While charter agencies may have disappeared in Iowa, the spirit of charters lives on in the state's "lean" initiative. According to John Baldwin, head of the Iowa Department of Corrections, "The charter initiative did give us a feeling of empowerment. And we made some good systemic changes." But where charters left off, lean has picked up, he says.

For example, as a result of a top-to-bottom efficiency review, his department consolidated all its systems for collecting and tracking child-support and restitution payments, increasing overall collections by more than 20 percent. The department has centralized all its records for tracking inmate credits, such as time earned for good behavior--making it much easier to track the tally for inmates as they move among state facilities. And the department has centralized its pharmaceutical services, which has put the department in a much better position to negotiate lower drug prices.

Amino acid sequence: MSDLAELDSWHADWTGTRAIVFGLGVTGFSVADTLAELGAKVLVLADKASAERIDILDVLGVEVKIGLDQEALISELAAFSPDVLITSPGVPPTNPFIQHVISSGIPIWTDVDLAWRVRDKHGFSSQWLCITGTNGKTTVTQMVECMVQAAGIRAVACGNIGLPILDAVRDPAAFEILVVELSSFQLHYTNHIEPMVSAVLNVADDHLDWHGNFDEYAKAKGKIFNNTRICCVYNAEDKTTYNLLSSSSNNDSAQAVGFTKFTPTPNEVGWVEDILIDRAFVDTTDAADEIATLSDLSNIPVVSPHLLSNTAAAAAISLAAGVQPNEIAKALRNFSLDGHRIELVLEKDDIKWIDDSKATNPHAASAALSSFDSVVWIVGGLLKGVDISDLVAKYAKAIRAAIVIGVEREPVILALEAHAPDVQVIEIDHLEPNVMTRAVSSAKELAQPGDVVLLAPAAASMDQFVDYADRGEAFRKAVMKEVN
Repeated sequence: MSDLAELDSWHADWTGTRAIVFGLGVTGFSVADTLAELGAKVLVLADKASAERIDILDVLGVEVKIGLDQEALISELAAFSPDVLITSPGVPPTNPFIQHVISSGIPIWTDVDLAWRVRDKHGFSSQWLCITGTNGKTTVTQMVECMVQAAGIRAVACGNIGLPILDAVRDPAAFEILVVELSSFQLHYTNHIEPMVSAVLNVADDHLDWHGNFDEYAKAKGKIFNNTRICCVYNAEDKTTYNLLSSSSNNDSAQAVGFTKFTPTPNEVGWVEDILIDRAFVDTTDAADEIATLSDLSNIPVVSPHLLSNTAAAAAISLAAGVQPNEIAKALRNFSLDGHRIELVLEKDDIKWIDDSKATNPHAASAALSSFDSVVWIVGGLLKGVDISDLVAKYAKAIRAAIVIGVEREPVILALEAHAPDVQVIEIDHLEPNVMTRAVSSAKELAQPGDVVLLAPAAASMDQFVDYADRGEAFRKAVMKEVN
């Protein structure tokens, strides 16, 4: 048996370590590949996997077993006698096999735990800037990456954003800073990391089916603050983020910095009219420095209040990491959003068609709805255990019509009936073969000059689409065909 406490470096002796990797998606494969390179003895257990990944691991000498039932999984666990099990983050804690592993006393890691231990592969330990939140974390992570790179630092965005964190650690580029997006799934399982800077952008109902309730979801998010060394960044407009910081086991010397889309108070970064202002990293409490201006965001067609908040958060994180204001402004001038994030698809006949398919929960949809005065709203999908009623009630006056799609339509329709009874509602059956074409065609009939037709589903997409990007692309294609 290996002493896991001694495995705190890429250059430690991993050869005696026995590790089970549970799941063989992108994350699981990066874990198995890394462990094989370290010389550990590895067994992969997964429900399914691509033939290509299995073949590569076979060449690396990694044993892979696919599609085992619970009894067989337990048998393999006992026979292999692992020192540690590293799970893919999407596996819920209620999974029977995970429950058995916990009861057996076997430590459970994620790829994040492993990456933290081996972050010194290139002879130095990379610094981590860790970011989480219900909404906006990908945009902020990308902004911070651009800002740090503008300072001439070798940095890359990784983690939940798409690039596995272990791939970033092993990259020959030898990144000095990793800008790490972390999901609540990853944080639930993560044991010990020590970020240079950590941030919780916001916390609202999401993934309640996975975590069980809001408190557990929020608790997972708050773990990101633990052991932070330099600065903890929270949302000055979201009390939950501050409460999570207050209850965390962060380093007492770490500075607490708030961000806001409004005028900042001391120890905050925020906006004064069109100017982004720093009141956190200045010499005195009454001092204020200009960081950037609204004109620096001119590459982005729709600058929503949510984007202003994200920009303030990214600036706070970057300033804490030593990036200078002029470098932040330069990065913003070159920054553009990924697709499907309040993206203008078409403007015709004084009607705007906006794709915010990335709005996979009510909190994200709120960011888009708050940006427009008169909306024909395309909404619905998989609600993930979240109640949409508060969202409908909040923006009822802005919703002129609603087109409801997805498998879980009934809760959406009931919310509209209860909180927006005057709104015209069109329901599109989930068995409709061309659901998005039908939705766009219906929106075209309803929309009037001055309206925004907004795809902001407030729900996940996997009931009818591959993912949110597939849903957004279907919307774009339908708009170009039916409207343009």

An even more fundamental "lean" initiative comes out of the state's procurement department. There, officials are encouraging agencies to become "certified centers of procurement excellence," a title conferred upon department personnel who have gone through training provided by the National Institute of Governmental Purchasing. Normally, other departments aren't allowed to negotiate contracts of more than $5,000 without the procurement agency's permission. Certified departments now have the procurement office's permission to negotiate agreements of up to $50,000.

"We've seen the time between when a request goes out to when a contract is signed shortened considerably," says Debbie O'Leary, head of the Department of Administrative Services' procurement office. "And this isn't just a process redesign that's helped streamline our workload. It's helped our client departments and their customers, as well."